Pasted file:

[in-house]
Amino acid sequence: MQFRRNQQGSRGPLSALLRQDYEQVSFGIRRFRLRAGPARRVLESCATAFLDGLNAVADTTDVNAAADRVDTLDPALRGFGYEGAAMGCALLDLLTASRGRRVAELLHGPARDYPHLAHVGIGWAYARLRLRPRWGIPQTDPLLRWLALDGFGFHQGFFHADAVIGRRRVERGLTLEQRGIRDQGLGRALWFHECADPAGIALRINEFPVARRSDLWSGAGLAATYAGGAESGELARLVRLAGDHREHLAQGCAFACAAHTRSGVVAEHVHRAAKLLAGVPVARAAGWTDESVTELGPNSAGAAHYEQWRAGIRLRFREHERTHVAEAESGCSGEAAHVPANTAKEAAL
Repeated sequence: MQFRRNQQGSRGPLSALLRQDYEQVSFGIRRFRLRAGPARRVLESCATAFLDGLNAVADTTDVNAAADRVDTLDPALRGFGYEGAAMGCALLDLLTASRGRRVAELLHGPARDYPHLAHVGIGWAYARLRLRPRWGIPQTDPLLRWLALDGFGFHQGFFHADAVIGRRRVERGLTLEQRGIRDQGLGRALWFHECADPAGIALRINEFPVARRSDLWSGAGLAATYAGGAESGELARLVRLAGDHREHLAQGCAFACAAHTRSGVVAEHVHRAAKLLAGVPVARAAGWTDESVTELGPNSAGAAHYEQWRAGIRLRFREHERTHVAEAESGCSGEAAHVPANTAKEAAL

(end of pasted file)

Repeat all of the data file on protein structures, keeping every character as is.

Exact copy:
[in-house]
Amino acid sequence: MQFRRNQQGSRGPLSALLRQDYEQVSFGIRRFRLRAGPARRVLESCATAFLDGLNAVADTTDVNAAADRVDTLDPALRGFGYEGAAMGCALLDLLTASRGRRVAELLHGPARDYPHLAHVGIGWAYARLRLRPRWGIPQTDPLLRWLALDGFGFHQGFFHADAVIGRRRVERGLTLEQRGIRDQGLGRALWFHECADPAGIALRINEFPVARRSDLWSGAGLAATYAGGAESGELARLVRLAGDHREHLAQGCAFACAAHTRSGVVAEHVHRAAKLLAGVPVARAAGWTDESVTELGPNSAGAAHYEQWRAGIRLRFREHERTHVAEAESGCSGEAAHVPANTAKEAAL
Repeated sequence: MQFRRNQQGSRGPLSALLRQDYEQVSFGIRRFRLRAGPARRVLESCATAFLDGLNAVADTTDVNAAADRVDTLDPALRGFGYEGAAMGCALLDLLTASRGRRVAELLHGPARDYPHLAHVGIGWAYARLRLRPRWGIPQTDPLLRWLALDGFGFHQGFFHADAVIGRRRVERGLTLEQRGIRDQGLGRALWFHECADPAGIALRINEFPVARRSDLWSGAGLAATYAGGAESGELARLVRLAGDHREHLAQGCAFACAAHTRSGVVAEHVHRAAKLLAGVPVARAAGWTDESVTELGPNSAGAAHYEQWRAGIRLRFREHERTHVAEAESGCSGEAAHVPANTAKEAAL